LEAVITT, GOVERNOR OF UTAH, ET AL. v. JANE L. ET AL,
Annotate this Case
518 U.S. 137 (1996)
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OCTOBER TERM, 1995
LEAVITT, GOVERNOR OF UTAH, ET AL. v.
JANE L. ET AL.
ON PETITION FOR WRIT OF CERTIORARI TO THE UNITED STATES COURT OF APPEALS FOR THE TENTH CIRCUIT
No. 95-1242. Decided June 17, 1996
Utah law permits abortions under only five enumerated circumstances with respect to pregnancies of 20 weeks or less, Utah Code Ann. § 76-7302(2), and under only three of those circumstances with respect to pregnancies of more than 20 weeks, § 76-7-302(3). The law also provides that the legislature "would have passed [every aspect of the law] irrespective of the fact that anyone or more provision ... be declared unconstitutional." § 76-7-317. The Federal District Court held § 302 (2) unconstitutional, but found § 302(3) to be both constitutional and severable. However, the Tenth Circuit concluded that § 302(3) was not severable, reasoning that the Utah Legislature would not have wanted to regulate later-term abortions unless it could regulate earlier-term ones.
Held: The Tenth Circuit's severability decision is flatly contradicted by § 76-7-317 and, thus, is unsustainable. Contrary to that court's conclusion, Utah law does not require the subordination of severability clauses to the legislature's overarching substantive intentions. Utah cases support the proposition that, where a statute's provisions are interrelated, a court may not select the Act's valid portions and conjecture that they should stand independently of the invalid portions. However, such concerns are absent here. There is no need to resort to conjecture, for § 317 could not be clearer in its message that the legislature intended §§ 302(2) and (3) to be severable. In addition, the two subsections are not "interrelated" in any relevant sense-i. e., in the sense of being so interdependent that the remainder of the statute cannot function effectively without the invalidated provision, or in the sense that the invalidated provision could be regarded as part of a legislative compromise, extracted in exchange for the inclusion of other statutory provisions.
Certiorari granted; 61 F.3d 1493, reversed and remanded.
The State of Utah seeks review of a ruling by the Court of Appeals for the Tenth Circuit which declared invalid a provision of Utah law regulating abortions "[a]fter 20 weeks gestational age." Utah Code Ann. § 76-7-302(3) (1995).
The court made that declaration, not on the ground that the provision violates federal law, but rather on the ground that the provision was not severable from another provision of the same statute, purporting to regulate abortions up to 20 weeks' gestational age, which had been struck down as unconstitutional. The court's severability ruling was based on its view that the Utah Legislature would not have wanted to regulate the later-term abortions unless it could regulate the earlier-term abortions as well. Whatever the validity of such speculation as a general matter, in the present case it is flatly contradicted by a provision in the very part of the Utah Code at issue, explicitly stating that each statutory provision was to be regarded as having been enacted independently of the others. Because we regard the Court of Appeals' determination as to the Utah Legislature's intent to be irreconcilable with that body's own statement on the subject, we grant the petition for certiorari as to this aspect of the judgment of the Court of Appeals, and summarily reverse.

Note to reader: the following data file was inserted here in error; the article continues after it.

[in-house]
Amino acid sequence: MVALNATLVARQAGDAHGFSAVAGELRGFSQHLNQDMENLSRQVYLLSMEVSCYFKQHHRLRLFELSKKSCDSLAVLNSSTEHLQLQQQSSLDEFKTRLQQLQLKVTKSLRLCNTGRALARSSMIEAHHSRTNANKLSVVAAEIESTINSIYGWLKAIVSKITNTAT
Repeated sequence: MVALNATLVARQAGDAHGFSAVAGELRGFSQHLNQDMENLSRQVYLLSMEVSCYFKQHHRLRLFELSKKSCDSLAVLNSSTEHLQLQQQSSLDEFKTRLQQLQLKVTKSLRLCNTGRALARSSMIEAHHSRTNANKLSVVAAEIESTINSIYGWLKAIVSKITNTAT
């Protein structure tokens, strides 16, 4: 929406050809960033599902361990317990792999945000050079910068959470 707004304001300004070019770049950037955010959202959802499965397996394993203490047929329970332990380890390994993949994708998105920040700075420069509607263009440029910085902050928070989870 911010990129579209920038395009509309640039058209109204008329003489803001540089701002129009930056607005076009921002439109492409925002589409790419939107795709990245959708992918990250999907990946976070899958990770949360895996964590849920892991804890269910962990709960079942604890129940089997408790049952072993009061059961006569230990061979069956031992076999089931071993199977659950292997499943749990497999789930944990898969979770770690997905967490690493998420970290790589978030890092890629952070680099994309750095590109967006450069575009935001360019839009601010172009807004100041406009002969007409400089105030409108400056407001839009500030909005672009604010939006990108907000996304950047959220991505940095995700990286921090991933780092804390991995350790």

Utah law, as amended by legislation enacted in 1991, establishes two regimes of regulation for abortion, based on the term of the pregnancy. With respect to pregnancies 20 weeks old or less, § 302(2) permits abortions only under five enumerated circumstances, Utah Code Ann. § 76-7-302(2) (1995). With respect to pregnancies of more than 20 weeks, § 302(3) permits abortions under only three of the five circumstances specified in § 302(2). § 76-7-302(3).1 In the
1 The two subsections state:
"(2) An abortion may be performed in this state only under the following circumstances:
"(a) in the professional judgment of the pregnant woman's attending physician, the abortion is necessary to save the pregnant woman's life;
"(b) the pregnancy is the result of rape or rape of a child ... that was reported to a law enforcement agency prior to the abortion;
"(c) the pregnancy is the result of incest ... and the incident was reported to a law enforcement agency prior to the abortion;